Greek bond yields are collapsing after the Bank of Greece said the European Central Bank reduced the emergency liquidity assistance (ELA)-ceiling for the country’s banks by €0.1 billion to €71.4 billion.
According to the central bank, the reduction “reflects an improvement of the liquidity situation of Greek banks amid a reduction of uncertainty and the stabilisation of private sector deposit flows.”
The announcement has sparked a strong bid in Greek debt, pushing the country’s 10-year yield down almost 50 basis points to 10.25%, the lowest in a week.
Bonds rally when yields drop and vice versa.
Last week, Greece’s 10-year yield climbed above 11.00% for the first time since August as farmers protested against the government’s pension reform plans.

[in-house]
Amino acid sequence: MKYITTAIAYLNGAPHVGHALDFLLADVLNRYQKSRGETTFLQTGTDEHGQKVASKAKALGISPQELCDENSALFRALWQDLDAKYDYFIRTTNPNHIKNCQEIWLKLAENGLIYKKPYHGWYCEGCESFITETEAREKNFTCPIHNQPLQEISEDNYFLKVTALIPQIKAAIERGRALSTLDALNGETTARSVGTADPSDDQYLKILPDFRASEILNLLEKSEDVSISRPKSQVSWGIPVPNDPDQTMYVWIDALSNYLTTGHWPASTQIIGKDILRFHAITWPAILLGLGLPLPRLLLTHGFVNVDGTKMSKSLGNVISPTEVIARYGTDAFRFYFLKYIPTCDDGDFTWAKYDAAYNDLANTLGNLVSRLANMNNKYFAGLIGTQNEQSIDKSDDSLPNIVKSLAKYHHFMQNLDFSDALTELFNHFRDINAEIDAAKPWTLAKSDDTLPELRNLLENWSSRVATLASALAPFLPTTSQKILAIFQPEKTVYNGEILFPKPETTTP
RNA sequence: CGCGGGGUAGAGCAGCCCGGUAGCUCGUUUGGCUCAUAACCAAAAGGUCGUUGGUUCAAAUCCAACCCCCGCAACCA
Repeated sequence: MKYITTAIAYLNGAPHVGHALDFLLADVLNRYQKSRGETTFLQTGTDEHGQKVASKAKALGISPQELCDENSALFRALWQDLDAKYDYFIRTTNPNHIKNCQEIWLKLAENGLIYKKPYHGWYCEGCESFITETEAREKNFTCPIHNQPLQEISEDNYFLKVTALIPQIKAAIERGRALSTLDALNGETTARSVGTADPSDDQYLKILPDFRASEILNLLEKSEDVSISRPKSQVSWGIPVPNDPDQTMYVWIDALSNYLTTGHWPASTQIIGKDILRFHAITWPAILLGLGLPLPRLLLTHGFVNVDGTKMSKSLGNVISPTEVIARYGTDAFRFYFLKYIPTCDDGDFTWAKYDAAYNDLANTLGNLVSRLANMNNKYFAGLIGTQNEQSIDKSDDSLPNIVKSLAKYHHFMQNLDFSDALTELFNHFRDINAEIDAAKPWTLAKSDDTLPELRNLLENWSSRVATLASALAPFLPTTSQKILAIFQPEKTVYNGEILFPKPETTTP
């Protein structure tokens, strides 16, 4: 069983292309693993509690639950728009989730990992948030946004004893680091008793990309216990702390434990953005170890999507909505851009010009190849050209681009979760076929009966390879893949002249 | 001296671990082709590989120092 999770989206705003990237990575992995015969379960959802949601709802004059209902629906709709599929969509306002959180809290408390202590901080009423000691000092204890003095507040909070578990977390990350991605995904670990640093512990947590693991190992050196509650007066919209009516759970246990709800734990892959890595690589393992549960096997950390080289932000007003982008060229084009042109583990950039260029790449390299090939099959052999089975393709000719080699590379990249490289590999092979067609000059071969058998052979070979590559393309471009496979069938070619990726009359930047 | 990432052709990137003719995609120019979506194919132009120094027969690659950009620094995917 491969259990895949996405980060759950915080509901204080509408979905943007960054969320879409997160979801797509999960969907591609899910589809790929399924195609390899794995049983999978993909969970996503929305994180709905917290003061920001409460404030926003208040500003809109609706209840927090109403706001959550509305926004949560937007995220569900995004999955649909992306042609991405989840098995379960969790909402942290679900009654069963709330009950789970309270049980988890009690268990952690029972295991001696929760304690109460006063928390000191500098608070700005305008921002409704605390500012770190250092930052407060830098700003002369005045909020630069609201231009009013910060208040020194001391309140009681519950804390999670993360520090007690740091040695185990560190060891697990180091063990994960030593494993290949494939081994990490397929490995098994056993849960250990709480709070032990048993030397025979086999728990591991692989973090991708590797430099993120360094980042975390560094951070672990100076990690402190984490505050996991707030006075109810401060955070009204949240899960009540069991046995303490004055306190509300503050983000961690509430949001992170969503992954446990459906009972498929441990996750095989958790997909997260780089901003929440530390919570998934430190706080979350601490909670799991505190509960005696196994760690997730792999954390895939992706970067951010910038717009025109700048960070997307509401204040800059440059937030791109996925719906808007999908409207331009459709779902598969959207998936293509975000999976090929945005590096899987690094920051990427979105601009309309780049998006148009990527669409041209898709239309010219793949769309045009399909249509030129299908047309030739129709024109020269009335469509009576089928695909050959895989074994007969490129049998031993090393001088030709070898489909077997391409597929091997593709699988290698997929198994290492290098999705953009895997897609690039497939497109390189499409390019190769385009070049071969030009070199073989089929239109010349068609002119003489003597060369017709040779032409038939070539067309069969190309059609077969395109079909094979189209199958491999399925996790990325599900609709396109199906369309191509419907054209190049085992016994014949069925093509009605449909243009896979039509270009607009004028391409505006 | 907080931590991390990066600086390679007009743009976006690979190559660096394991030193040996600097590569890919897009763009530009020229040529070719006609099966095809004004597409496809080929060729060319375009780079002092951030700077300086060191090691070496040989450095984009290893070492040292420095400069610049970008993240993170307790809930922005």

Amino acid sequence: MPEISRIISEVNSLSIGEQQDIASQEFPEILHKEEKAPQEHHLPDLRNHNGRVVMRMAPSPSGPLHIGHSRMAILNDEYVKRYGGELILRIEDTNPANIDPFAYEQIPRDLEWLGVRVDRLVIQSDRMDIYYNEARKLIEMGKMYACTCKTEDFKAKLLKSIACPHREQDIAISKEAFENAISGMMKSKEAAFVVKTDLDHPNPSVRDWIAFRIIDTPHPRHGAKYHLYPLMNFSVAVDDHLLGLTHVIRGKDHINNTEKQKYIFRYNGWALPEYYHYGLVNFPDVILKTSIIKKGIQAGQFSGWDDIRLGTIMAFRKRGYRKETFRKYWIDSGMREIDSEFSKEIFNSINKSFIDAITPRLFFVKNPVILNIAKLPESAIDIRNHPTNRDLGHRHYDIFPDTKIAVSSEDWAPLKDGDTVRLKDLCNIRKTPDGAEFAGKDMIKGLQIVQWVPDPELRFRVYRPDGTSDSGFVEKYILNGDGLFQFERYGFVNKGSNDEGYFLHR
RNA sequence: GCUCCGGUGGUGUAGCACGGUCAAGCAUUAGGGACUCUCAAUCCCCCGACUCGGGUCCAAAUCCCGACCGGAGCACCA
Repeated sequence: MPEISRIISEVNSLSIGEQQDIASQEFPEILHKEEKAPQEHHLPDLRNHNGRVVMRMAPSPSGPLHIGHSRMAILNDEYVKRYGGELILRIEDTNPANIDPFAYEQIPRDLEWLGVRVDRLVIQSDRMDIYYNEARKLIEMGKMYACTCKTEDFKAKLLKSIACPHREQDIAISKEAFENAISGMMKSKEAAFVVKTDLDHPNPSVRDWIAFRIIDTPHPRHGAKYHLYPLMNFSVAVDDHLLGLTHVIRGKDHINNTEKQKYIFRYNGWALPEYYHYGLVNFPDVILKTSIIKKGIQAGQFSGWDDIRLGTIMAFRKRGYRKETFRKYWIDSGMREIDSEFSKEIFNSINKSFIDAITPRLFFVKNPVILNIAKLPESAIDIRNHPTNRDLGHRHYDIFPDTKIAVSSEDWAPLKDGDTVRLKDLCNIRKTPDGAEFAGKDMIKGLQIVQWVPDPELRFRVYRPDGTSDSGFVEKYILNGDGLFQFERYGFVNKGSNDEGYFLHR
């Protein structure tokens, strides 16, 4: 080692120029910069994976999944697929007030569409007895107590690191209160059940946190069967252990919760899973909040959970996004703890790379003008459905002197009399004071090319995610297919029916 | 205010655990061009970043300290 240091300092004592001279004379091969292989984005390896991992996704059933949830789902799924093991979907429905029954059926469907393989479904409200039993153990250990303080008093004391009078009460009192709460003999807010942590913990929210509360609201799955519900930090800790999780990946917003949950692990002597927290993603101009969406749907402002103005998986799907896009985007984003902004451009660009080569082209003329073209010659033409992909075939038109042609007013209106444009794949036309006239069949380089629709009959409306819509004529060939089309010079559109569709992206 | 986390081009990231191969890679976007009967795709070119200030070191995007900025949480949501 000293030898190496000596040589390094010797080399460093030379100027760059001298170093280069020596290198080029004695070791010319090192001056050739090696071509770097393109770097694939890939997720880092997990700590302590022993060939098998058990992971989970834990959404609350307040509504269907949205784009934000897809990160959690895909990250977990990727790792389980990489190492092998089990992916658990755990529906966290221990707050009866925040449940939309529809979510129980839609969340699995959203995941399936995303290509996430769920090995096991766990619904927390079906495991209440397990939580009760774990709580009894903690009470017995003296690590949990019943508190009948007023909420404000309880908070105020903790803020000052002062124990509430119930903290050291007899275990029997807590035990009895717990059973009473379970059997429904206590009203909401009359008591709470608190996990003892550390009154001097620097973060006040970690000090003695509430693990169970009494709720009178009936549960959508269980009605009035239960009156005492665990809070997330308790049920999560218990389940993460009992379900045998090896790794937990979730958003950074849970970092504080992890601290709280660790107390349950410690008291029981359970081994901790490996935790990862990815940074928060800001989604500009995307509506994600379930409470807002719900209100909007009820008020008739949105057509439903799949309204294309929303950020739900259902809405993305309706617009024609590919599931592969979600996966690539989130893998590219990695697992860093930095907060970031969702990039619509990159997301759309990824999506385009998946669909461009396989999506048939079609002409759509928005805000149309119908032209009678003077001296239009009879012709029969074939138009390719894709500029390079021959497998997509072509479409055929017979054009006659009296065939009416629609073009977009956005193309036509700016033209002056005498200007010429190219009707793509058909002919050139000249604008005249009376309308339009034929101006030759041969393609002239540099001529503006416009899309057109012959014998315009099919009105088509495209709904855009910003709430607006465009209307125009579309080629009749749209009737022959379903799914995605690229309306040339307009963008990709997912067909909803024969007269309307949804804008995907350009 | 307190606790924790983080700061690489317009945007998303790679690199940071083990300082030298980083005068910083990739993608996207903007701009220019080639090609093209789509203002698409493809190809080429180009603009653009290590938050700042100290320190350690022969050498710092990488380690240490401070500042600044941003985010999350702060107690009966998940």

Greek debt will likely remain in focus over the coming days as Eurogroup President Jeroen Dijsselbloem
told the European Parliament’s economic committee on Thursday, pension reform and fiscal action is still necessary.
“The quality of the reforms to be implemented is our main concern, the authorities should now shift into high gear so that negotiations can be finalised as soon as possible,” Dijsselbloem said.
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